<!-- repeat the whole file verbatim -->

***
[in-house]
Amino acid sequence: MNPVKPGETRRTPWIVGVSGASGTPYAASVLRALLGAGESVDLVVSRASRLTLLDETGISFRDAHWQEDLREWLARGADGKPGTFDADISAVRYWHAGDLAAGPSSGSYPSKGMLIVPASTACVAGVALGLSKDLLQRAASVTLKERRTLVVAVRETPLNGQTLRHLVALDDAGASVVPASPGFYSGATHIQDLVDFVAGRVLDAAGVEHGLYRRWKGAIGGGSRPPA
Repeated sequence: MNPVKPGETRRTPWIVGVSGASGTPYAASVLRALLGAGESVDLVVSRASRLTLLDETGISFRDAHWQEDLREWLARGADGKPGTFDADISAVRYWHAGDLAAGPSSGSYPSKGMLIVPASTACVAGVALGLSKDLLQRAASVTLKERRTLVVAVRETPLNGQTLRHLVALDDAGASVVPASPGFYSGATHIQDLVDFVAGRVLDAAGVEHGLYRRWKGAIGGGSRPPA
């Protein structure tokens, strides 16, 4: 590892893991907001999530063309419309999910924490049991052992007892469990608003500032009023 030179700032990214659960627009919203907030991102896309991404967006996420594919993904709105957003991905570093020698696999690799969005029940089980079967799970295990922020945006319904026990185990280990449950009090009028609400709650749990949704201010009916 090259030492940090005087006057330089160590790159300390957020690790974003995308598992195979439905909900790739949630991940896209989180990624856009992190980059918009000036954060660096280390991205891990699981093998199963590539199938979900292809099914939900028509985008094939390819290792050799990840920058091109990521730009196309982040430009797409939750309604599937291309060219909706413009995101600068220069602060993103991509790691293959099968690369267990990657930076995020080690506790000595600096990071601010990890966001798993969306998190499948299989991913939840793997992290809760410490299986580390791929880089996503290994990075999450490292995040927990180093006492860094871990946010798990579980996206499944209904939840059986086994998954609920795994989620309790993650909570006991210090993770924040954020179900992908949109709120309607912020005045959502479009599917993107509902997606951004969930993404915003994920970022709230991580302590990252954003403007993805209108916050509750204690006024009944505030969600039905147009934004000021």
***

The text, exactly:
[in-house]
Amino acid sequence: MNPVKPGETRRTPWIVGVSGASGTPYAASVLRALLGAGESVDLVVSRASRLTLLDETGISFRDAHWQEDLREWLARGADGKPGTFDADISAVRYWHAGDLAAGPSSGSYPSKGMLIVPASTACVAGVALGLSKDLLQRAASVTLKERRTLVVAVRETPLNGQTLRHLVALDDAGASVVPASPGFYSGATHIQDLVDFVAGRVLDAAGVEHGLYRRWKGAIGGGSRPPA
Repeated sequence: MNPVKPGETRRTPWIVGVSGASGTPYAASVLRALLGAGESVDLVVSRASRLTLLDETGISFRDAHWQEDLREWLARGADGKPGTFDADISAVRYWHAGDLAAGPSSGSYPSKGMLIVPASTACVAGVALGLSKDLLQRAASVTLKERRTLVVAVRETPLNGQTLRHLVALDDAGASVVPASPGFYSGATHIQDLVDFVAGRVLDAAGVEHGLYRRWKGAIGGGSRPPA
């Protein structure tokens, strides 16, 4: 590892893991907001999530063309419309999910924490049991052992007892469990608003500032009023 030179700032990214659960627009919203907030991102896309991404967006996420594919993904709105957003991905570093020698696999690799969005029940089980079967799970295990922020945006319904026990185990280990449950009090009028609400709650749990949704201010009916 090259030492940090005087006057330089160590790159300390957020690790974003995308598992195979439905909900790739949630991940896209989180990624856009992190980059918009000036954060660096280390991205891990699981093998199963590539199938979900292809099914939900028509985008094939390819290792050799990840920058091109990521730009196309982040430009797409939750309604599937291309060219909706413009995101600068220069602060993103991509790691293959099968690369267990990657930076995020080690506790000595600096990071601010990890966001798993969306998190499948299989991913939840793997992290809760410490299986580390791929880089996503290994990075999450490292995040927990180093006492860094871990946010798990579980996206499944209904939840059986086994998954609920795994989620309790993650909570006991210090993770924040954020179900992908949109709120309607912020005045959502479009599917993107509902997606951004969930993404915003994920970022709230991580302590990252954003403007993805209108916050509750204690006024009944505030969600039905147009934004000021």